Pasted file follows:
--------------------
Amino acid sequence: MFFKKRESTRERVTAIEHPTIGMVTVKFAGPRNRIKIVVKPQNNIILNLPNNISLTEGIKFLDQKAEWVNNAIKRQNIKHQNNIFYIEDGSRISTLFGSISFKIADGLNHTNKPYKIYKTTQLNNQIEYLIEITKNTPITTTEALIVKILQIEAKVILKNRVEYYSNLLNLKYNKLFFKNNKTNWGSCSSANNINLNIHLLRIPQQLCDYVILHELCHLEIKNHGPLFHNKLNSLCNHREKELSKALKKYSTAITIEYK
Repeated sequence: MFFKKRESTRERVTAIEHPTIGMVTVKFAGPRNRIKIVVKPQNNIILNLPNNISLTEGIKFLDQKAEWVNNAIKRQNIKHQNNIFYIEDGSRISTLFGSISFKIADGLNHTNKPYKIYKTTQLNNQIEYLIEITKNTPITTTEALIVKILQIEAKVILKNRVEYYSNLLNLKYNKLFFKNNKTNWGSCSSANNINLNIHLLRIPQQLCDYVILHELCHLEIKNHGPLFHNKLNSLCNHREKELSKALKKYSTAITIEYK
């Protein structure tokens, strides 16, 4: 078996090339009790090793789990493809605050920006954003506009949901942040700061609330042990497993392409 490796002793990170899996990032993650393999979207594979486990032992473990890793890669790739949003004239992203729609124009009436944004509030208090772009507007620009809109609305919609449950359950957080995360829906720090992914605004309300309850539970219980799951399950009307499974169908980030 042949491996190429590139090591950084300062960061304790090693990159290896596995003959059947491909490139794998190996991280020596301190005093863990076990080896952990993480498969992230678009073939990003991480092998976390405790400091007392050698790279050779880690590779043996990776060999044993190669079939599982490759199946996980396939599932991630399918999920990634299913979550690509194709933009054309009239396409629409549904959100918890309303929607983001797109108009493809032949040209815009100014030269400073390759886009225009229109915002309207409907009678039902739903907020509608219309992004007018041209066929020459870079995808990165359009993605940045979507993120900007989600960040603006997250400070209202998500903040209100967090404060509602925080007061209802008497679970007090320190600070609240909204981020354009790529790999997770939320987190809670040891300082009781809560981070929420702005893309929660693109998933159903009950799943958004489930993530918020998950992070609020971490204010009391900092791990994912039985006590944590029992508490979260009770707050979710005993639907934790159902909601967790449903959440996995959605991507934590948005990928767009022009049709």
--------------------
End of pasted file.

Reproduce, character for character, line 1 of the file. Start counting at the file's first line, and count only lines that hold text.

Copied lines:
Amino acid sequence: MFFKKRESTRERVTAIEHPTIGMVTVKFAGPRNRIKIVVKPQNNIILNLPNNISLTEGIKFLDQKAEWVNNAIKRQNIKHQNNIFYIEDGSRISTLFGSISFKIADGLNHTNKPYKIYKTTQLNNQIEYLIEITKNTPITTTEALIVKILQIEAKVILKNRVEYYSNLLNLKYNKLFFKNNKTNWGSCSSANNINLNIHLLRIPQQLCDYVILHELCHLEIKNHGPLFHNKLNSLCNHREKELSKALKKYSTAITIEYK